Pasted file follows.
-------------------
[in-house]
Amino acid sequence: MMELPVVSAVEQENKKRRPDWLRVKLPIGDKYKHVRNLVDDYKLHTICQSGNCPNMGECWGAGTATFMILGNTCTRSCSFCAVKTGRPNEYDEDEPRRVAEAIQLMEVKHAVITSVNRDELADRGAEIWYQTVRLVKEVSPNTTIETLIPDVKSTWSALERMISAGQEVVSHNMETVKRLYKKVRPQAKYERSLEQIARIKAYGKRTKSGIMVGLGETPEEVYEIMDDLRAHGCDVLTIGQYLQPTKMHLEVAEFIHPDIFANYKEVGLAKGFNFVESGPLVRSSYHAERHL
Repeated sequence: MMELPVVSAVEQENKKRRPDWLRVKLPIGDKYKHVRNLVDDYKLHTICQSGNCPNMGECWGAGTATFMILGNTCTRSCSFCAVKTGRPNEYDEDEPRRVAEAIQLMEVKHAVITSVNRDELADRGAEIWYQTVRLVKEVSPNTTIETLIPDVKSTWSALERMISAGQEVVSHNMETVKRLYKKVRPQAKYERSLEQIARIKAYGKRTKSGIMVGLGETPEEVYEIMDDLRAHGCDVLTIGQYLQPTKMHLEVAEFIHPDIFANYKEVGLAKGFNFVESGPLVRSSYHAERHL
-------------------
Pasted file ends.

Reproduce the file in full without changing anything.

[in-house]
Amino acid sequence: MMELPVVSAVEQENKKRRPDWLRVKLPIGDKYKHVRNLVDDYKLHTICQSGNCPNMGECWGAGTATFMILGNTCTRSCSFCAVKTGRPNEYDEDEPRRVAEAIQLMEVKHAVITSVNRDELADRGAEIWYQTVRLVKEVSPNTTIETLIPDVKSTWSALERMISAGQEVVSHNMETVKRLYKKVRPQAKYERSLEQIARIKAYGKRTKSGIMVGLGETPEEVYEIMDDLRAHGCDVLTIGQYLQPTKMHLEVAEFIHPDIFANYKEVGLAKGFNFVESGPLVRSSYHAERHL
Repeated sequence: MMELPVVSAVEQENKKRRPDWLRVKLPIGDKYKHVRNLVDDYKLHTICQSGNCPNMGECWGAGTATFMILGNTCTRSCSFCAVKTGRPNEYDEDEPRRVAEAIQLMEVKHAVITSVNRDELADRGAEIWYQTVRLVKEVSPNTTIETLIPDVKSTWSALERMISAGQEVVSHNMETVKRLYKKVRPQAKYERSLEQIARIKAYGKRTKSGIMVGLGETPEEVYEIMDDLRAHGCDVLTIGQYLQPTKMHLEVAEFIHPDIFANYKEVGLAKGFNFVESGPLVRSSYHAERHL